Hands-on semester abroad in Italy solidifies academic path for ASU nutrition major

May 4, 2017

Maggie Matzinger, a College of Health Solutions nutrition major at Arizona State University, has just completed her semester in Perugia, Italy where she participated in the Food and Sustainability Studies Program (FSSP) offered by the Umbra Institute, an American study abroad program, in partnership with the ASU Study Abroad Office.

“Looking at this semester as a whole, every workshop and every field trip really showed us the Italian identity and let me experience the Mediterranean diet,” said Matzinger, who has learned to approach food and its nutritional value from new perspectives. student holding truffle in Italy Maggie Matzinger learned the cultural significance of truffles, and how to hunt them in the rolling hills of Umbria. Download Full Image

Matzinger shared that she now views the Mediterranean diet as more of an American construct and that she learned a lot about developing a healthy lifestyle and sustainable living habits through the FSSP and its various accompanying workshops. A key characteristic of the FSSP is that all courses include a series of co- and extra-curricular activities as a supplement to the topics discussed in class. To develop a deep understanding of various food production and sustainability practices, Matzinger spent her semester cooking an antique Roman recipe in Florence; exploring an ancient pharmacy to learn about the medicinal characteristics of food; touring multiple, family-run, organic wineries and cheese producers; working in a synergistic garden; and visiting local farmers’ markets.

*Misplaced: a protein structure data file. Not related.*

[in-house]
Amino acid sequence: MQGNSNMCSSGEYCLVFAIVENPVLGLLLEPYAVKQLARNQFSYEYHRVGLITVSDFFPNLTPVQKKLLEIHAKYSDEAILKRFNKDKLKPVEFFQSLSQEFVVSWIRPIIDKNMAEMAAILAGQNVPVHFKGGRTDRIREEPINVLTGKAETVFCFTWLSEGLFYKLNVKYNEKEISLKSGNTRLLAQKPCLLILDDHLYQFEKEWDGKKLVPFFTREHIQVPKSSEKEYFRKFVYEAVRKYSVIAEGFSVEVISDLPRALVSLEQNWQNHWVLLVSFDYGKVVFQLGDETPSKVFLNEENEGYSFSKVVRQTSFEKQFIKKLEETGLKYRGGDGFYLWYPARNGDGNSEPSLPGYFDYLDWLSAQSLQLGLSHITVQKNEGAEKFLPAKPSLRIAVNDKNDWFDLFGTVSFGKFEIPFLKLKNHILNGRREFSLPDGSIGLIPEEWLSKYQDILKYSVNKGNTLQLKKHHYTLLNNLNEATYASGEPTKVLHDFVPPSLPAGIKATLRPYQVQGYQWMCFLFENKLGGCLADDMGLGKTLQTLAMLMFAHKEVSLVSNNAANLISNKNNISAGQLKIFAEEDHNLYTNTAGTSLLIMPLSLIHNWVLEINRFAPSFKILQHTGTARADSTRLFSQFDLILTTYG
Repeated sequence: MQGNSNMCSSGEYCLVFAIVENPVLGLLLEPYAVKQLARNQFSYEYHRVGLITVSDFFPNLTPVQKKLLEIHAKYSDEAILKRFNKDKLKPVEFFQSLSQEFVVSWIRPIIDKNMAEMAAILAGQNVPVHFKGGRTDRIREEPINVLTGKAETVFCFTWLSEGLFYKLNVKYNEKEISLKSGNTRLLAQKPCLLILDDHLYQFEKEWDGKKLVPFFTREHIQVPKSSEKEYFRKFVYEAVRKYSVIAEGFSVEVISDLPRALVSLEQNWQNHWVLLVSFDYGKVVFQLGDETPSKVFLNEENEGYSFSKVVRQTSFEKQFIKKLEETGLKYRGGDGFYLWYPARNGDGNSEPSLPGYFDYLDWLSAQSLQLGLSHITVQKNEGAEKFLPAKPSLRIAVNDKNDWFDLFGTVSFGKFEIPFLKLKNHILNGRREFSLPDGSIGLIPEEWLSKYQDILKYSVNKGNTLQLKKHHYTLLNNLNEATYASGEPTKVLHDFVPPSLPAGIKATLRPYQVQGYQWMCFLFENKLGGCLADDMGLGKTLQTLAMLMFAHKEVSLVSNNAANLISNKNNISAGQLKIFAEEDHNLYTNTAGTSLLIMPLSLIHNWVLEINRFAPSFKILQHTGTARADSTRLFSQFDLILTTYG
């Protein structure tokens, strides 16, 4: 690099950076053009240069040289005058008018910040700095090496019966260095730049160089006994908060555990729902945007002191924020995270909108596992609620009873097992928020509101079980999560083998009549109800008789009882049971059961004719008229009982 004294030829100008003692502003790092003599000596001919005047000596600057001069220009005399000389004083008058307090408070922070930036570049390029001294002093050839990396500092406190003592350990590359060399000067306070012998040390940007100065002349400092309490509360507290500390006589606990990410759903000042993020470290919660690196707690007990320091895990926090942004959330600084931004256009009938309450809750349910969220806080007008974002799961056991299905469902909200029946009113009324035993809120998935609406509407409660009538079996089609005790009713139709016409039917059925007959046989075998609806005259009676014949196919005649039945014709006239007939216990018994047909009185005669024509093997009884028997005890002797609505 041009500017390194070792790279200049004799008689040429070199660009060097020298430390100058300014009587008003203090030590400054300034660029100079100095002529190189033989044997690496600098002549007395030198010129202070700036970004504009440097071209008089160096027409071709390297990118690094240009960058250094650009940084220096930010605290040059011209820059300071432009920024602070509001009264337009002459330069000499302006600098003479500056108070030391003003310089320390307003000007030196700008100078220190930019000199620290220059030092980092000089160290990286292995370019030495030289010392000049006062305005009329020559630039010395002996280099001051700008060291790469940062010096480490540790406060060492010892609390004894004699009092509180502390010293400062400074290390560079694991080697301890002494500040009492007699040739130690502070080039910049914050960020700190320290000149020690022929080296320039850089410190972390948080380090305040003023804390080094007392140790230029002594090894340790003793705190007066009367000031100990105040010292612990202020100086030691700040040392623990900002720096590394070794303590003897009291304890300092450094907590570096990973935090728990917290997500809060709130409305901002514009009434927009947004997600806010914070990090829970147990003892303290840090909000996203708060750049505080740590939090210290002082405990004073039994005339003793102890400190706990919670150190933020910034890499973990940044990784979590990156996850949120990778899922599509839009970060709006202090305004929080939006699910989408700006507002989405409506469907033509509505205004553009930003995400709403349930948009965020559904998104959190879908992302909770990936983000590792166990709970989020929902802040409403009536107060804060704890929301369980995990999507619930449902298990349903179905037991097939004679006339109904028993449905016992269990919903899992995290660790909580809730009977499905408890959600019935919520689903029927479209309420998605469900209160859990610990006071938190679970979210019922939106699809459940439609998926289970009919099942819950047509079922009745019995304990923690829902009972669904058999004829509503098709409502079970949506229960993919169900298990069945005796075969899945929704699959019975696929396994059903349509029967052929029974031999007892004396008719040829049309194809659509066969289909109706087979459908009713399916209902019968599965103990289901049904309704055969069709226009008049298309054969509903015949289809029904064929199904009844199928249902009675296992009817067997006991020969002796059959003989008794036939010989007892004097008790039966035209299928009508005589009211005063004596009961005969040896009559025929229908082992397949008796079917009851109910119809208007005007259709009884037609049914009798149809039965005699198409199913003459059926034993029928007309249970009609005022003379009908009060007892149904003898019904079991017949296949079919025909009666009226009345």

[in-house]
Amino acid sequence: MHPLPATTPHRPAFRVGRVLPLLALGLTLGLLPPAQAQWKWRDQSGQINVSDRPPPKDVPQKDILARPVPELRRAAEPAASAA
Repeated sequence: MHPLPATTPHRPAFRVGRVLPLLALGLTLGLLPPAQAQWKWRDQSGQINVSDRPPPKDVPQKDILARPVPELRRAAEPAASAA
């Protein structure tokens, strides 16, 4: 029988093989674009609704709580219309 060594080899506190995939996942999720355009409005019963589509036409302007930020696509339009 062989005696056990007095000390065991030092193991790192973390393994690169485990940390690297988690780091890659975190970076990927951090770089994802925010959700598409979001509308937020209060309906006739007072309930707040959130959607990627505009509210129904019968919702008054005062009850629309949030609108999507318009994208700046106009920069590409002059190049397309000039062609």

When describing her experiences, Matzinger placed high value on her work with a local synergistic orto, or garden that uses plants that naturally protect and nourish each other, which was part of her course in sustainability and food production in Italy.

“We went to the garden every three weeks and learned about permaculture and how plants work together to boost their eco-system,” she explained. She then went on to describe how straw was used in the garden to naturally reduce the proliferation of weeds, and how onions and garlic, when planted near the other plants, served as a natural pesticide.

When Matzinger was not on cultural excursions or engaging in other out-of-class activities, she was enjoying the engaging discussions that frequently filled the classroom.

“I learned so much from what people of different backgrounds shared,” Matzinger said. “Hearing everyone’s opinion makes you really think about and evaluate different aspects of things on a deeper level.”

She emphasized that such conversation was encouraged by her professors, “They really cared about how we were learning and if we were absorbing everything.” She noted that her class consisted of individuals from different schools and disciplines, which fostered enjoyable and complex discussions about topics such as health, food, and sustainability — often involving diet, genetically modified organisms, and DOP products.

Matzinger concluded that her study abroad experience in Perugia taught her a lot about her own lifestyle and consumption habits, while evolving her views of food and nutrition. She now feels that the importance of studying abroad is to both to get to know oneself on a deeper level, and to learn to ask complex questions that provide renewed confidence in one’s field of study.